Spectroscopy Is How We See Stars

What is Spectroscopy?

Spectroscopy is the study of electromagnetic radiation and how it is affected upon the interaction of matter.
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Spectroscopy Helps Astronomers

Astronomers can split light from space and examine its spectral lines to infer what compounds are emitted or absorbed.
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Absorption Spectrum

The spectrum shown here is called an absorption spectrum. An absorption spectrum is only shown when you are looking directly at the light being produced from a star. This occurs when an incandescent light passes through a cool gas and the atoms in the gas absorb some lines in the spectrum. This creates the dark lines and the name, absorption spectrum.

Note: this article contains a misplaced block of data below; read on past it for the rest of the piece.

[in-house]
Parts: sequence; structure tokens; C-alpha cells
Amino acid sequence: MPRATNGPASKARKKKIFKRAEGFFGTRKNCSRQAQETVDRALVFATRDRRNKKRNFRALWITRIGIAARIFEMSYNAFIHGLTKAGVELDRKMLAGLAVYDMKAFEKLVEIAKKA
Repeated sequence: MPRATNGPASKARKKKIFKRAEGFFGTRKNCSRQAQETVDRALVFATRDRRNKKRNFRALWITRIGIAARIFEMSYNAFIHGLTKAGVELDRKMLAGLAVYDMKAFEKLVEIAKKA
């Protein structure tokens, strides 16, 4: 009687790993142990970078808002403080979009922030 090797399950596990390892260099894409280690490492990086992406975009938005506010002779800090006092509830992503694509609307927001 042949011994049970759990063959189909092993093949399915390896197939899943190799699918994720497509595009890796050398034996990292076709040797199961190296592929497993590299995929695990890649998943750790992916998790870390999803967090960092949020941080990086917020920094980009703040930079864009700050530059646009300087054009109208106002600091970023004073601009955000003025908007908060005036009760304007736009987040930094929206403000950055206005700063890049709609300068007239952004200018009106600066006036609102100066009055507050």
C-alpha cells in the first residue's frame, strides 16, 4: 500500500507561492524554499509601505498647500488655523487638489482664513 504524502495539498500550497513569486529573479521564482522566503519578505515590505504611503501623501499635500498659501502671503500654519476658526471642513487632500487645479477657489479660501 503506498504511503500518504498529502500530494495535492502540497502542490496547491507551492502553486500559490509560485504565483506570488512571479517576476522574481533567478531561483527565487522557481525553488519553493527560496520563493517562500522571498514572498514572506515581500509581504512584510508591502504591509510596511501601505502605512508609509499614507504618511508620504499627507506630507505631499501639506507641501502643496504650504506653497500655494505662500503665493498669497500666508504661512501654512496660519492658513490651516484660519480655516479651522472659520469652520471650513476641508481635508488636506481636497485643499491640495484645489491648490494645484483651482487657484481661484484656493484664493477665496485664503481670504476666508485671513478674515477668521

The colors of visible light relates to wavelength. Light travels in waves, and the wavelength determines the color of light that can be observed.
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How Do We Know What Stars Are Made Of?

We learn about them from the light they emit and astronomers pass starlight through the telescopes and into spectroscopes. The color that the starlight emits give clues to what is in the stars.
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Stars Are Mostly Made of Hydrogen

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How Do We Identify The Elements in a Star?

1. Invert the emission spectrum of the element you are looking for.

2. Make sure that it matches up with the star's spectral lines (so both look like an absorption spectrum). If the spectral lines match up, then that element is part of the star. If not, then try again because it is not part of the star.

3. Repeat until all elements have been located.

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